The Unglamorous Story Behind My Coffee Addiction

I've been drinking coffee since I was about 9 or 10 years old. And no, I didn't start drinking fancy coffee that time.  

I know that these days, most people associate coffee with relaxation - a time to chill with friends or catch up, a great Instagram moment, a way to tell the world how great your social life is and so on. I know this because I've been there, too. I was doing it for the 'gram' too, at least in my twenties or when I started making my own money. It was great, and it felt awesome until I actually looked back and wonder when the hell did I learn how to drink this bitter beverage?

And it took me back to one of my most suppressed memories. 

At age 9, I was back at my parents house in the city after living at my grandparents' hometown in San Rafael for a few years. I just finished fourth grade, and it was summer time. I would be enrolling at a new school before June of 1998. Things were looking exciting, but scary at the same time. The drastic change in my lifestyle was daunting but I really tried to adjust because, hey, I'm back with my real family. This should be good, right? But the days roll by and I just felt more and more creeped out. I mean, my grandparents were not rich but we had our own land, spacious house with front and backyard and decent amount of food on a daily basis. We were not 'fancy' but we always have all the basics covered. But it was not the same at my parents' house. It was quite the opposite - in a bad way. 

To get back to the coffee story, well, if I remember correctly, the first time I actually had to rely on coffee was in my fifth grade, months after I started living with my family again. I don't think I have told a lot of people about this story, but, there were times when we would have nothing but black, instant coffee on our table - without even sugar or creamer in sight. And I had to go to school and stay there and focus for about 8 hours. Aside from that, I had to carry huge books and probably ten notebooks on my back and walk 15 minutes or so, going to the spot where the school van would pick us up in the morning and drop us off after school. Did I mention we (my sister and I) had to walk by ourselves before 5 AM? 

It's not always like that, but from age 9 until I was about 13 years old, that's pretty much what I can remember. It's not a good memory, obviously, but I think my resilience started there. I don't think kids should drink coffee at a very young age, but that time, we had no choice. There was no food at all. Either drink that hot, bitter coffee, or we go without anything. It's pretty cold waking up at 4 AM, especially during the later part of the year. So, I had to at least have something warm for my tummy. I chose to drink the black coffee.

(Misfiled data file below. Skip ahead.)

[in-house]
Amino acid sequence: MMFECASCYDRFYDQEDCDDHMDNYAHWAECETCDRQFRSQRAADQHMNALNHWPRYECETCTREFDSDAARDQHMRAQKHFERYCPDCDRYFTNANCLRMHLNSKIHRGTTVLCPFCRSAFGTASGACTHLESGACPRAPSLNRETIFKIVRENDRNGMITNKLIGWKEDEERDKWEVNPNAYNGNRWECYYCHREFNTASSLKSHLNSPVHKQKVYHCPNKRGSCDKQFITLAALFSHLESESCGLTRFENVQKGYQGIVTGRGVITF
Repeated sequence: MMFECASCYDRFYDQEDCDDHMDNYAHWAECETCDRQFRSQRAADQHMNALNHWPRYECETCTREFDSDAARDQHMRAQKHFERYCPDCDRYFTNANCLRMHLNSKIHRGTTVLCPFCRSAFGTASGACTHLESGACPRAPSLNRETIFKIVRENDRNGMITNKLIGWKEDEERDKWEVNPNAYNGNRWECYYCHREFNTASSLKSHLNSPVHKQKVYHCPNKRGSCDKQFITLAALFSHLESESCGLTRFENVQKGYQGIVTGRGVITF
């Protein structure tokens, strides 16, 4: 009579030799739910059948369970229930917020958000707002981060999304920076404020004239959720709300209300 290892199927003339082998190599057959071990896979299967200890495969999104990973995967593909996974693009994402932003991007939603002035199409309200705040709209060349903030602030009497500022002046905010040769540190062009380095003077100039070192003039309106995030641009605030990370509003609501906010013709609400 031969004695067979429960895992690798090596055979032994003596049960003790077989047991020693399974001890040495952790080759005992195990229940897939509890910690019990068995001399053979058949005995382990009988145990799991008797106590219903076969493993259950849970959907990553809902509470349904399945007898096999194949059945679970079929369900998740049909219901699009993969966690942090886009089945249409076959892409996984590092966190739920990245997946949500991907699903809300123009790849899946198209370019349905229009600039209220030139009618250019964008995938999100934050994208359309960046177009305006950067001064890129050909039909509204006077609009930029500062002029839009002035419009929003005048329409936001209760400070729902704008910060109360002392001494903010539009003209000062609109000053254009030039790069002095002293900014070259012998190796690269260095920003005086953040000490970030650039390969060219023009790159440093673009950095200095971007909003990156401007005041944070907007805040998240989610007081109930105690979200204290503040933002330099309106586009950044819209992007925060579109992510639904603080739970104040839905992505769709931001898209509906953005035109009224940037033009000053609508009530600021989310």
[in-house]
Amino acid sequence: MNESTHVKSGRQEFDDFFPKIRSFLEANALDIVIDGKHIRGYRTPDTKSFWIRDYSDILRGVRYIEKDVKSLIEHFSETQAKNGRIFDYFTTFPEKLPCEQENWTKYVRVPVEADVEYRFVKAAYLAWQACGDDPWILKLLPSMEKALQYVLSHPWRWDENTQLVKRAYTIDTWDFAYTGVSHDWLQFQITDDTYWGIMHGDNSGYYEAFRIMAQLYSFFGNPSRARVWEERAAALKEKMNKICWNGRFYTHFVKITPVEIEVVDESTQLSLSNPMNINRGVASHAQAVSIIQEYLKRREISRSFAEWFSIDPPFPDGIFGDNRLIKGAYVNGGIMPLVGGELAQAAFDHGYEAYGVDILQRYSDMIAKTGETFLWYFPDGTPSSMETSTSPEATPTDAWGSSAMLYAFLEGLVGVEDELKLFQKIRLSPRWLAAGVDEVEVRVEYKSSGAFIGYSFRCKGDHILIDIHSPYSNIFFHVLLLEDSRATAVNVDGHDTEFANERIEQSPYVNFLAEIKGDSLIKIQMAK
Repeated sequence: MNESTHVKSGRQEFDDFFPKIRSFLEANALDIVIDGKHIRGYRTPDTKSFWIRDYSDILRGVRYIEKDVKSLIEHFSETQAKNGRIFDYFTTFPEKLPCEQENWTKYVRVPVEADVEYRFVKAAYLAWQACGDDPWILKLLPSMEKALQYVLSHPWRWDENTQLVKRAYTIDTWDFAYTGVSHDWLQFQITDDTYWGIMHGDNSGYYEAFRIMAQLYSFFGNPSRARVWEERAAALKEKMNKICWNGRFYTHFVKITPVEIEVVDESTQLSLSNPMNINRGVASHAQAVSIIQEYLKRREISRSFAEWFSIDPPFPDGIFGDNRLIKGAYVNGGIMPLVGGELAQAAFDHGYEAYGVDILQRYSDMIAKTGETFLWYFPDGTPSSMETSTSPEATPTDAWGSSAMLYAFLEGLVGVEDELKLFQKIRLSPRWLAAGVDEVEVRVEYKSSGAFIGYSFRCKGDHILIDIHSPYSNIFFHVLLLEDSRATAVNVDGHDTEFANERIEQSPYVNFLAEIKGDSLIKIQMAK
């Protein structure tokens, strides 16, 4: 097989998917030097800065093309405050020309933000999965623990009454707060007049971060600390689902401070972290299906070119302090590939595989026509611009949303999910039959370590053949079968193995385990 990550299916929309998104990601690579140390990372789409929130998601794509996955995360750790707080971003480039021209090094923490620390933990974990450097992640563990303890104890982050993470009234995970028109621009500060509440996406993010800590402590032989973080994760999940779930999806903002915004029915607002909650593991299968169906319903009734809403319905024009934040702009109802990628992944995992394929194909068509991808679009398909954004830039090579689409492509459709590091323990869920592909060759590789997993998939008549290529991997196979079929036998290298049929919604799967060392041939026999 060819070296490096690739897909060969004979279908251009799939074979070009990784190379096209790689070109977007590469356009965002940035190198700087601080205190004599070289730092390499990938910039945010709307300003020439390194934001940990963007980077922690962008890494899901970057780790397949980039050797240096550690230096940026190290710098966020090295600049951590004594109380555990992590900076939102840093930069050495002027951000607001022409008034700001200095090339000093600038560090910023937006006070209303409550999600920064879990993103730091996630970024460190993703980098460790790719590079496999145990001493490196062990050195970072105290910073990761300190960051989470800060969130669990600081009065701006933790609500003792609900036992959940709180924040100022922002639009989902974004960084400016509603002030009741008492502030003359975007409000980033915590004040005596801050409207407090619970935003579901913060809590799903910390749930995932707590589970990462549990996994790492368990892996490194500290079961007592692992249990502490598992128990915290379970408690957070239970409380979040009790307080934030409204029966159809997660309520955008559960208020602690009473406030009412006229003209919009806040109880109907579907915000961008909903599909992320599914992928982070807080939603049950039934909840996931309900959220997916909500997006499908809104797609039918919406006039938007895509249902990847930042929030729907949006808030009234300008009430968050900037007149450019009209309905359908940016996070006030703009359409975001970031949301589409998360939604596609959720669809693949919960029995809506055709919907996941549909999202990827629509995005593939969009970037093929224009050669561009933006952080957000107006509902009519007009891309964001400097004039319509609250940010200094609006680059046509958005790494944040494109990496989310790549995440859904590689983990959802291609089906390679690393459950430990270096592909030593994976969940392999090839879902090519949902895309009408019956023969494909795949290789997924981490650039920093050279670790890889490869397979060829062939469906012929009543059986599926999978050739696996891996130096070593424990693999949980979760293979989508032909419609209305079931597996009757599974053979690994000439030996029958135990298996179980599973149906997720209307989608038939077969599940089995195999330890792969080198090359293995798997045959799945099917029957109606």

Years after that, I tried to suppress that memory and re-frame the whole story. I actually hated coffee that time because it means we lack real food and we can't do anything about it at all because we were kids and we just have to accept whatever is served to us on the table. In my late teenage years though, since my parents were really struggling financially, I agreed to be under the care of a then well-off relative, who introduced 'drinking coffee' to me in a very different way. I was able to change the narrative - luckily. Since then, I have associated it with a quiet time for myself, for catching up with friends, or just a simple reward after doing something brave at school. It became a reward, and not a punishment.

The only time I probably switched back to drinking black, unsweetened coffee was when I was reviewing for my licensure exam when I was 20 years old. But it was my choice because I had to stay awake for most nights and early morning trying to memorize and remember facts that I need to pass the test. 

What's your coffee story? I would love to hear your thoughts in the comment section below!


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